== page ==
Despite the eurozone's fiscal troubles, global trade in Q1/2014 increased at an estimated rate of 1.3 percent, to US $2.234 billion. That growth was largely fueled by rising exports and domestic market demand in developed economies.
Germany contributed most of the growth in the eurozone; its 0.5-percent gain in gross domestic product (GDP) was due to a rise in imports fueled by increased domestic spending. Although the eurozone emerged from recession in Q2/2013, it still faces high unemployment rates, low levels of inflation, and systemic sovereign debt.
In China, growth rates are expected to decelerate, as investment has slowed in response to tighter credit. Fiscal and structural reforms will undermine near-term growth as China responds to a cooling economy with policies targeted at boosting domestic consumption and private industry growth. In Japan, greater consumer spending in anticipation of domestic tax hikes lifted retail sales and industrial production, but trade growth is expected to stay flat in Q1. Meanwhile, the country continues to battle long-term deflation and low levels of consumption.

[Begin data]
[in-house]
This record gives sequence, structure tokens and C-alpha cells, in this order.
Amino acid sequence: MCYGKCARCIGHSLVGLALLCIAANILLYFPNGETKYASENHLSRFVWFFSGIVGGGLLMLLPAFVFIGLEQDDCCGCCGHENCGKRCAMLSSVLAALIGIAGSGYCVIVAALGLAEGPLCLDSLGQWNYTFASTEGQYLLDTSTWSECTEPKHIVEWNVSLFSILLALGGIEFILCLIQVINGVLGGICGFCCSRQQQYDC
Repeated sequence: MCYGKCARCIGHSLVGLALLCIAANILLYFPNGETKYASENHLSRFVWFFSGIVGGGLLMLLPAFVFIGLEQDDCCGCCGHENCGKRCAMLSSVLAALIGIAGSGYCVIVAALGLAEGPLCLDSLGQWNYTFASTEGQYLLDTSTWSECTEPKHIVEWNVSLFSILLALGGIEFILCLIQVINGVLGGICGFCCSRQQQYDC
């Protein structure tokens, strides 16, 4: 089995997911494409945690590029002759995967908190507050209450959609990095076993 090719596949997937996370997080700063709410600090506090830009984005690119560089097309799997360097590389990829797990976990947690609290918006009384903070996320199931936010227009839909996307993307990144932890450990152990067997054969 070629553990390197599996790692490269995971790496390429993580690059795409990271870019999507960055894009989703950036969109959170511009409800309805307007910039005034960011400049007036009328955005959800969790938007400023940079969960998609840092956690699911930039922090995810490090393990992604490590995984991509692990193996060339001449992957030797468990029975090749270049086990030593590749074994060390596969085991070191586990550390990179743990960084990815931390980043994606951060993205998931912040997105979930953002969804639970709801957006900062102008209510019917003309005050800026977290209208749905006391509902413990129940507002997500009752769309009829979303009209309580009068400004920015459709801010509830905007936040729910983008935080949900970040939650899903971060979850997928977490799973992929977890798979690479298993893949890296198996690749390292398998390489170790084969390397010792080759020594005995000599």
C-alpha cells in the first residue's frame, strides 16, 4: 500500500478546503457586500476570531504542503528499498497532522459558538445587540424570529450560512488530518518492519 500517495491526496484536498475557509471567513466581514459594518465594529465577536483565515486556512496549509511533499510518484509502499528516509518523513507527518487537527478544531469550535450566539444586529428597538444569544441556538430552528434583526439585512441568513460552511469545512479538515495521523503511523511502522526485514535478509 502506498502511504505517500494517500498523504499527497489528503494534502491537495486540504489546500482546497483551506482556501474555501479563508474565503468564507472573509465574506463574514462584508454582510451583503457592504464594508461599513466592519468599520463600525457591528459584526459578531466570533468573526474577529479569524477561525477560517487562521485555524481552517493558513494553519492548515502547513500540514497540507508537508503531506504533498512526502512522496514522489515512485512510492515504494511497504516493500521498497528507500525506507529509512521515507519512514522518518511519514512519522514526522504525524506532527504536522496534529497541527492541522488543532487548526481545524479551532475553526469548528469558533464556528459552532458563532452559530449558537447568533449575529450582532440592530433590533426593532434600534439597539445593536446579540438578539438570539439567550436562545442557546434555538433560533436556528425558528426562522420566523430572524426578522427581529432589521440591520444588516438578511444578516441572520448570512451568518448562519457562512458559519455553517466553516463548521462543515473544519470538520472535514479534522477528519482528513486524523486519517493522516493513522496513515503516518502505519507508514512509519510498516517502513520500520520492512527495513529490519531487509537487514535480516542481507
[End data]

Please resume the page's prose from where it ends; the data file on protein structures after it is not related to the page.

In the U.S., estimated total trade in Q1 increased 2.7 percent, a significant increase over Q4/2013 results. In response to a rebounding housing market and declining unemployment, the U.S. Federal Reserve has decided to taper its quantitative easing activities. While the downstream effects of this program may reduce liquidity and slow the pace of growth and trade in emerging markets, the outlook for U.S. trade and GDP growth remains optimistic.
Looking ahead, global container throughput is expected to grow by 1.53 percent in Q1, a big change from the 2.35-percent quarter-over-quarter decrease in Q4/2013 (Figure 1). After declining 0.8 percent at the end of 2013, throughput in Europe continues to decelerate. In our Global Trade Index, the top four countries have retained their positions for another quarter (Figure 2). For more about Capgemini Consulting's trade information services, contact Dan Albright, Vice President, Cathy Chinich, Senior Consultant, or Mark Quisao, Senior Consultant.